BLM seeks public comment for ‘Glitter Mine’ environmental assessment

Members of local media and the Bureau of Land Management looking look down into the pit of the R H B Dixie Bell Mine, popularly known as the "Glitter Pit," "Glitter Mine" and other names, Mohave County, Arizona, Oct. 3, 2017 | Photo by Mori Kessler, St. George News

ST. GEORGE – Popularly known as “Glitter Mountain,” the “Glitter Mine” and other names, the site officially called the R H B Dixie Bell Mine is the subject of an environmental assessment the public is encouraged to comment on between now and early May.

The Bureau of Land Management issued a notice for public comment early this month concerning the site, a surface mine for selenite gypsum located approximately 10 miles southeast of St. George just over the Arizona state line in Mohave County, Arizona.

The environmental assessment reviews a proposal by Veyo-based R & J Stone LLC. Also known as Feller Stone, the company proposes to continue the surface mining of selenite at the site, just as it has done since 1990.


A view into the pit of the “Glitter Mine,” Mohave County, Arizona, Oct. 3, 2017 | Photo by Mori Kessler, St. George News

Nearly 30 years ago, federal mining regulations allowed the company to mine the site after applying “under a notice to prospect and mine the claim,” said Rachel Carnahan, public affairs officer for the BLM Arizona Strip Field Office.

Those regulations changed in 2001 yet allowed Feller Stone to continue to renew the notice, as it was grandfathered in. This practice continued until 2017 when Feller Stone failed to extend the notice.

Feller Stone is now required to submit a plan of operations to the BLM for review. The plan itself would allow the company to conduct business as usual, while also allowing the company to make changes to the site in relation to general access.

“The plan of operations allows Feller Stone to continue mining operations,” Carnahan said, “but it would also allow (the company) to sign and fence the site now and in some future point.”

In recent years the “Glitter Mine” has become an increasingly popular site for locals and tourists to visit. Misinformation on the internet stated the mine was abandoned and the selenite – commonly known as “Utah ice” – was free for the taking.

This resulted in visitors subsequently visiting the site and leaving with both large and small pieces of selenite.

Pieces of selenite crystal, also known as “Utah Ice,” mined from the “Glitter Mountain” site on the Arizona Strip by Feller Stone, Veyo, Utah, Oct. 20, 2017 | Photo by Mori Kessler, St. George News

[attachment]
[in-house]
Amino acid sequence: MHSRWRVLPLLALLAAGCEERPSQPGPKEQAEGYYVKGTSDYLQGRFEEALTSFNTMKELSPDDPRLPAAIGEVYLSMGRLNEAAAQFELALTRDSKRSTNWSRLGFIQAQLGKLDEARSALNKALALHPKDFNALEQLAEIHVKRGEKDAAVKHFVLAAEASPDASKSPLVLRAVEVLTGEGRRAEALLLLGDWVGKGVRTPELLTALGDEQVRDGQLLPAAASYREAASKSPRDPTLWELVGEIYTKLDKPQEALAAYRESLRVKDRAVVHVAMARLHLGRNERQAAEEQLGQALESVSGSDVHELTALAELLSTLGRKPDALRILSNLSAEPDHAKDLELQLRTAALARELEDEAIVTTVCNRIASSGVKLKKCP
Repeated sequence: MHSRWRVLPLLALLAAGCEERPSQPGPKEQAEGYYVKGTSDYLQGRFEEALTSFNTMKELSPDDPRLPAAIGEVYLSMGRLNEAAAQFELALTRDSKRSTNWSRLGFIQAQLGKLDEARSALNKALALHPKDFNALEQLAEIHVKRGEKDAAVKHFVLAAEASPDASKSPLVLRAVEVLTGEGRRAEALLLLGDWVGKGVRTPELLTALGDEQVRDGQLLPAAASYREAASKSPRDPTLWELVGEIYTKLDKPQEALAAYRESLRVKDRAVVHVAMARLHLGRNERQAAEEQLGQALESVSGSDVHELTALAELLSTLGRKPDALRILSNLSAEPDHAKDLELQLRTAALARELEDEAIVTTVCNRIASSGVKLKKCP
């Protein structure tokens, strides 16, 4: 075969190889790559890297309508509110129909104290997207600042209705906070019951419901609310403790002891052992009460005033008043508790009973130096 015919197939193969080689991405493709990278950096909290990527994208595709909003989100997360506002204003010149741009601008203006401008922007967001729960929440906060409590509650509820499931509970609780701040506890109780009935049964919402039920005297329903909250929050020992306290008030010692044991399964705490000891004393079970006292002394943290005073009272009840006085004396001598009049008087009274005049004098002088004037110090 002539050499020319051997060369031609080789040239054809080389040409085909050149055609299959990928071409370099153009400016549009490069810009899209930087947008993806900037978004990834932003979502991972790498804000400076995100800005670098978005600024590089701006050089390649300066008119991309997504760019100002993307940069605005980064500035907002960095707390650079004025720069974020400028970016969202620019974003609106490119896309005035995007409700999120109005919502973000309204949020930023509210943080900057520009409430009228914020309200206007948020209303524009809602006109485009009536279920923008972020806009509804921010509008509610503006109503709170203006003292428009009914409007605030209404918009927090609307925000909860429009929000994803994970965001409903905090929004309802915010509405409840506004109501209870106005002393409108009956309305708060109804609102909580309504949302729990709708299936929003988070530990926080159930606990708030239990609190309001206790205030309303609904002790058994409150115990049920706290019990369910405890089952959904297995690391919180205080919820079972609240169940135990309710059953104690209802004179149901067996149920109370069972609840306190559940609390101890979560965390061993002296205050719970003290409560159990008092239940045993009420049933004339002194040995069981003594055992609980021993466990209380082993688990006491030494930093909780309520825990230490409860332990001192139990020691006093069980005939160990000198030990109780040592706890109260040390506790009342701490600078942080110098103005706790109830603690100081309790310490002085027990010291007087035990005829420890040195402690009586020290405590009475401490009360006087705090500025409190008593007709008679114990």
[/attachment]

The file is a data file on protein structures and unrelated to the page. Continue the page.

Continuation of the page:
Russ Feller, the current owner of the mining claim, has said he doesn’t mind people taking small pieces of selenite but frowns on the removal of large chunks he would otherwise be able to collect and sell as a part of his business.

Read more: Owner of ‘Glitter Mountain’ mine asks visitors to respect his claim

Last fall Feller reached out to the BLM to help spread the word that the mine was active and the selenite rock was not a free commodity. The BLM put signs up by the mining site for the public, as well as reached out to local media to help inform the public about the mine’s true nature.

Feller has previously stated the mine may be fenced off at some point due to continuing theft and general safety concerns.

How to comment

A copy of the environmental assessment (EA No. DOI-BLM-AZ-A010-2018-0003-EA) can be obtained at BLM’s NEPA Register ePlanning website here or by contacting Rody Cox via email at [email protected], or calling 435-688-3244.

Hard copies of the EA can also be picked up at the BLM Arizona Strip Field Office, 345 E. Riverside Drive, St. George.

Members of the public are encouraged to provide comments via email at [email protected]. Please include “R H B Dixie Bell Mine EA” in the subject line. Comments may also be mailed to the BLM Arizona Strip Field Office address above or sent by fax to 435-688-3258.

The public comment period ends May 4.

Email: [email protected]

Twitter: @MoriKessler

Copyright St. George News, LLC, 2018, all rights reserved.


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